Books to Read – 2018 edition

Lists and list-making has a definite charm – fans of bullet journals would probably know. I’m not a #bujo person myself, but I’ve read The Pillow Book of Sei Shonagon, which I like to think is the Heian era version of #bujo, so I can appreciate the sentiment somewhat. When it comes to making to-read lists, though, extreme frustration is what I feel most frequently, because no motivation, no sense of direction, and anxiety, make a rather absent-minded and infrequent reader.

Now look again at the title of this post, and groan.

This might call for lots of second thoughts, but seriously, what can I do except keep giving myself second chances and cling to hope? I really want to get back into my old habit of reading, but I’ve been trying for two years now without much success. Social networking over reading – Goodreads challenges and groups, #booklr – didn’t help at all; in fact they increased the pressure and left me flailing too often to read. So this year I’m taking a break from the groups, the yearly challenge, and #booklr reading fests (not that I’ve really participated in them with any sustained effort) to find a route that’s easier on my nerves and more enjoyable generally.

When it comes to enjoyment, university curricula are very efficient at shooting down one’s hopes. Let’s see then. The sort-of official reading list for one of my courses this semester, Postcolonial Literature, has 17 entries, and roughly 23 authors at least. There’s one optional courses about Renaissance drama that shouldn’t be too difficult – I have to read a minimum of three plays, four to be on the safe side. But there’s another optional on literary theory – specifically, structuralism and deconstruction – that’s not going to be remotely as easy. There’s also another core course, and I have no idea of the reading list for that one. Encouraging, right?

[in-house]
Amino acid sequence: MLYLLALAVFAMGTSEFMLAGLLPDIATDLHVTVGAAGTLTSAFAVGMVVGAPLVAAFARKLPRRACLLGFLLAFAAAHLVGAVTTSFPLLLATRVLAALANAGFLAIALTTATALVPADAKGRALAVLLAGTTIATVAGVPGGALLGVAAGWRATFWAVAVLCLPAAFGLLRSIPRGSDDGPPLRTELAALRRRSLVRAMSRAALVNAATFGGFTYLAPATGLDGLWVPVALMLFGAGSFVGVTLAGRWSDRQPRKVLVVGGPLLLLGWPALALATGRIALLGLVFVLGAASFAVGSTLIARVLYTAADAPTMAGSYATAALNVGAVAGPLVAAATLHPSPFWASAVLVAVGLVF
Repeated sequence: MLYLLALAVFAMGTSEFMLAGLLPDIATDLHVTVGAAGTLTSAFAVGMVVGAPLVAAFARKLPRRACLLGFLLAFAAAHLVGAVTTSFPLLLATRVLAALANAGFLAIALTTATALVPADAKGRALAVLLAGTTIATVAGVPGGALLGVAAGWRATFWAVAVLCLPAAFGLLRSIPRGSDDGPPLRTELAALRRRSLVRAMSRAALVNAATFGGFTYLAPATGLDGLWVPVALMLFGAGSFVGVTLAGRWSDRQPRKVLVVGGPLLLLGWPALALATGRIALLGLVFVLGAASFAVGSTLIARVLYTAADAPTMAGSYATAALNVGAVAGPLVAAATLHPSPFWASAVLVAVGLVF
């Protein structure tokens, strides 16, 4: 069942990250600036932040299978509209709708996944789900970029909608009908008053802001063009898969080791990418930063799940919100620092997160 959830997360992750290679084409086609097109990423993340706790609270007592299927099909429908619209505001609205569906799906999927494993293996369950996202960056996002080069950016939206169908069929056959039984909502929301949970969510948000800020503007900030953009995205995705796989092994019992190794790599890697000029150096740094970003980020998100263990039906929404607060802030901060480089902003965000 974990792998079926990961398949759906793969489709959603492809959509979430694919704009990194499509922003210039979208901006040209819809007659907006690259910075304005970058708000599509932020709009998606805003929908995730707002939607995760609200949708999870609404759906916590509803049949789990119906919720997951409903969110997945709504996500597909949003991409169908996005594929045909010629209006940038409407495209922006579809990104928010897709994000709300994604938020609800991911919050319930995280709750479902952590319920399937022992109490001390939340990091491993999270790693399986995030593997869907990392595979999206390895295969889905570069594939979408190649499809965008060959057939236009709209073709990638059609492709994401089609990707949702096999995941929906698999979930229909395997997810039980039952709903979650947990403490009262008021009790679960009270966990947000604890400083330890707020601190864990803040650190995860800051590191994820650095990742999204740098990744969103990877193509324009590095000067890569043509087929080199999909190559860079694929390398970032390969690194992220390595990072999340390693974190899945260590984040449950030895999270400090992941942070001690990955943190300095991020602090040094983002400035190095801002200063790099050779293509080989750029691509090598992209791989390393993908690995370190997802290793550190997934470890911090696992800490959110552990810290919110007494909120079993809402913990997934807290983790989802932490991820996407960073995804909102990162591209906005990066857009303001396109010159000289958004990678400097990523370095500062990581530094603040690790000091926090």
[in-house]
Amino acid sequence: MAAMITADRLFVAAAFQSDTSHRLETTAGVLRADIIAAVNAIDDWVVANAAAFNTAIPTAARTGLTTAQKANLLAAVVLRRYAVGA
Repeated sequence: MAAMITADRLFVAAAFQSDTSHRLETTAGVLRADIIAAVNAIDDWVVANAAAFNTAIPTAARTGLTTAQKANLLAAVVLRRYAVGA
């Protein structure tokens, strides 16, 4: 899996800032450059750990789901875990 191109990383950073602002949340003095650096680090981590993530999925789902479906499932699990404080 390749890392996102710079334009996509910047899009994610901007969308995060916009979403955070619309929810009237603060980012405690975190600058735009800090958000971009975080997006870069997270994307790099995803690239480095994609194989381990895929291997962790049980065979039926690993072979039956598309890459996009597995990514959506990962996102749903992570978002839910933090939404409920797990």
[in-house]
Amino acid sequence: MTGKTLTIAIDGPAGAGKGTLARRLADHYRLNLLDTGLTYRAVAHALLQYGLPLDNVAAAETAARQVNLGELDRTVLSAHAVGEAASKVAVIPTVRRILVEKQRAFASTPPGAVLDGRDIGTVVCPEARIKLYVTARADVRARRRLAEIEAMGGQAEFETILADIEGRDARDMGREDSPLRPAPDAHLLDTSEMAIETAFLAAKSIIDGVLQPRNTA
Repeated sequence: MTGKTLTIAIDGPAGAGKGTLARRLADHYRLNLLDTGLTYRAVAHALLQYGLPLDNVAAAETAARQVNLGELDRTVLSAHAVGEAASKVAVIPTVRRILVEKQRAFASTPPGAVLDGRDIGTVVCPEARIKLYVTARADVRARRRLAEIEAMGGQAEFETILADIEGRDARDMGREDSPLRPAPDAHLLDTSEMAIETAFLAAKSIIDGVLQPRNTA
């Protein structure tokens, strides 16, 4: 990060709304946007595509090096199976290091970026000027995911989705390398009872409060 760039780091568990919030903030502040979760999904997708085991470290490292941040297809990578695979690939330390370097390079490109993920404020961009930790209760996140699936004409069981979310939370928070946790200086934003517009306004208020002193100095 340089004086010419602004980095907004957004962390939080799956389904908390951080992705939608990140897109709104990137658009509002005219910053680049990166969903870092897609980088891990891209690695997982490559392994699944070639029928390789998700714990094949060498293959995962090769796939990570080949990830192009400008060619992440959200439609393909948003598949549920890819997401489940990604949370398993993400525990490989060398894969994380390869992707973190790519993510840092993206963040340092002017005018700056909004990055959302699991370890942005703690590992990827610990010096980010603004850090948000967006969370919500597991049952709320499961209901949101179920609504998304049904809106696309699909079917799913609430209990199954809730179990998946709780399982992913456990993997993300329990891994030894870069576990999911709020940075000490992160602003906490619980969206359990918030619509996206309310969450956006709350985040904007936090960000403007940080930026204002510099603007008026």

But on the other hand, owing to Doctor Who, fan projects, and a general change in my personal preferences, I want to read more science fiction, and dip back into my old love for fantasy. I would’ve mentioned LGBT+ romances too, but romances don’t hold my attention. Instead, I think I’ll go for a reading range this year that takes into account both my semester reading and other reading.

I can’t convey in words the intense shame burning me right now, because I’ve been on this train for the last two years to no avail, and part of my brain is screaming at me, “YOU’LL FAIL! YOU’LL FAIL LIKE YOU ALWAYS DO, AND YOU’LL WANT TO SET YOURSELF ON FIRE BECAUSE YOU’RE INCAPABLE OF KEEPING YOUR WORD!”

So, apart from that wave of nauseating defeatism, I think I’ll offset the additions this year with some of the books I haven’t been able to finish last year, some rereads, etc. Here’s a list.

  • The Hungry Tide by Amitav Ghosh: course reading, Indian, fiction. I’ve been looking for a reason to read this one for some time now. Recently I’ve felt attracted to books that have water, rivers, oceans, as a key theme, and then this cropped up on the reading list. Well, then. This will probably be my first read of the year.
  • The Girl Who Circumnavigated Fairyland in a Ship of Her Own Making by Catherynne M. Valente: 2017 reads, American, fantasy > mythpunk. Can’t have enough of that sub-genre. I’ve read Radiance, and I did all I could to not scream at its magnificence. Deathless isn’t impressing me as much, for reasons (Tumblr aesthetic is over-saturated with it, etc.) But I’ve read half of this story, and it’s really fantastic.